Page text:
MH: [MH’s voice grows louder, protesters singing in background] …rather later than the other. But also because of the consequences of homosexual activity.

JL: How on earth are they going to find out what they are, unless they experiment? And if they experiment, therefore he’s going to send them to prison. And prison is hardly the place that gets people out of homosexuality [MPs laughing].

HG: And we listened, sitting there, as I did, in the press gallery, to the arguments: for, against, the neutrals, the people who bounced up. Edwina Currie, who then was a Conservative MP, who had kind of spearheaded the political campaign, on behalf, not just of Stonewall, but also because she believed in it. Er, whatever you might think of her political views, she was incredibly, incredibly instrumental in pushing this, this campaign forwards.

But the absolute, redundancy of the arguments against, all about sex, it was all about sex.

Teller: [faintly] The Noes, on the left, 307… So the Noes have it.

Protesters: [yelling, chanting] 16, now! 16, now!

HG: It’s not 16. 16 has lost.

Unknown: How do you know? What’s—

HG: They’ve just had the vote. The vote’s just happened. 16 has not happened. They’re gonna now vote on 18.

Protesters: [groans, boos] We’ve lost. 16!

Unknown: How much have we lost by?

HG: 27 votes.

Protester: Bastards!


LP: At the end of it, we got 18 as a compromise, between 21 and 16. And I stood up in the, erm, visitors’ gallery, and yelled ‘Thanks for nothing!’ And then legged it out before they could actually, sort of, come over and find out who I was and bar me.

Another friend of mine, who was a Switchboard volunteer at the time, was part of a group that blockaded the road out of, er, out of Parliament. Erm, where MPs were coming out in their cars. And I remember some poor hapless Labour woman MP rolling down her window and saying to my friend, erm, ‘But I voted for 16!’ And he yelled back at her: ‘I don’t care! I didn’t get my equal age of consent, you’re not getting your dinner.’ [Laughing]

We all rioted outside Parliament. It was a jolly good riot, actually. And then we marched, erm, we had this militant march, which, strangely enough took an almost direct route to G-A-Y, which had offered all the demonstrators free entry that evening. But we stopped for a few moments at Downing Street, and sat down outside and chanted. Erm, and we chanted quite a rude song, about a couple of Conservative politicians, Portillo and Lilley, and then the next morning, I got a call from a friend who was working with John Major—because it was the Major government, at that point—he said ‘Were you by any chance part of the, er, crowd outside Downing Street last night, Lisa?’ And I said ‘Yes.’ He said, ‘Would you mind—I’m asking for a friend, who didn’t feel he could go to the window, in case it made him noticeable, but he couldn’t quite make out the words of that song. Could you tell me?’ So I did tell him, and, erm, he sent me a little note afterwards that said there was a lot of chuckling when he relayed the naughty words of the song, to his friend who couldn’t come to the window. Which, obviously, was John Major [laughing].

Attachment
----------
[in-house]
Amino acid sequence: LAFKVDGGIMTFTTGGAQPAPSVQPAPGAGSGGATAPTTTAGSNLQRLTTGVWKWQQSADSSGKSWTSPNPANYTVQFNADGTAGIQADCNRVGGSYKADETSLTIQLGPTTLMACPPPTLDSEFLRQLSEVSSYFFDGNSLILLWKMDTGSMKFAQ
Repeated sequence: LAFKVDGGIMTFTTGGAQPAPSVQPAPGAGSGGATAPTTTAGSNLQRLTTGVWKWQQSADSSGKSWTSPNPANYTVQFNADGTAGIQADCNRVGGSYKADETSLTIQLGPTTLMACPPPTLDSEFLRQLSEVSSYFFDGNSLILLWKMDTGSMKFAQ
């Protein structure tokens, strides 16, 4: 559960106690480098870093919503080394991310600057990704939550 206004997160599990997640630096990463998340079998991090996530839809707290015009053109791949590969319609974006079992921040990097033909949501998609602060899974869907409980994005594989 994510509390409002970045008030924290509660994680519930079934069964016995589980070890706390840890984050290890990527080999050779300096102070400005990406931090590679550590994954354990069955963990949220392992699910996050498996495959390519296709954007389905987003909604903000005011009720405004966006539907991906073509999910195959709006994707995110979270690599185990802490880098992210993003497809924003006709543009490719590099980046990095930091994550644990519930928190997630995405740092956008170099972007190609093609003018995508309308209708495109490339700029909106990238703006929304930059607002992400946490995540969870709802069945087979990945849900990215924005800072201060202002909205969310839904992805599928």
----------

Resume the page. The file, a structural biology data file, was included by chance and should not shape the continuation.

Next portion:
TW: Adam, let’s have a recap of what’s happened.

AZ: Well, this vote in the Houses of Commons was separate to the case that Hugo and others brought, which was to the European Court of Human Rights. And the vote was a political campaign, led by Edwina Currie, for equalisation to 16. That didn't happen, so on the same night there was this compromise option of 18, which did pass. But of course everyone on the campaigns had wanted equality, which this was not. So it was seen as a loss.

TW: So there's still so much further to go, to get to equality of 16 as the age of consent. Regardless of what sex you were having, or who you were having sex with, this so-called compromise was not even clear to members of the public who didn't even know what the new age of consent was.

AZ: 18—not equal.

TW: And that's why this caller rang Switchboard.

[pages turning]

Log book reader 5: This is a log book entry from February 27th, 1995. 'One cold, lonely, quiet, Switchboard-ish sort of early, pre-dawn vacuously empty night shift. I had a call from a worried, concerned man, whose brother, aged 20, has just been arrested for bonking a poor innocent 17 year old. As if. Looking for reassurance in the legal file that the age of consent really has gone down to 18, I find that there is a curious lack ofPower, information about this most serious of subjects. Contributions on a postcard please.'

HG: Our involvement with the campaign stopped that evening, er… That horrible, fateful evening in February 1994. But two younger, much braver people picked up the baton—Euan Sutherland and Chris Morris—and saw, saw the campaign through to equality in 2001.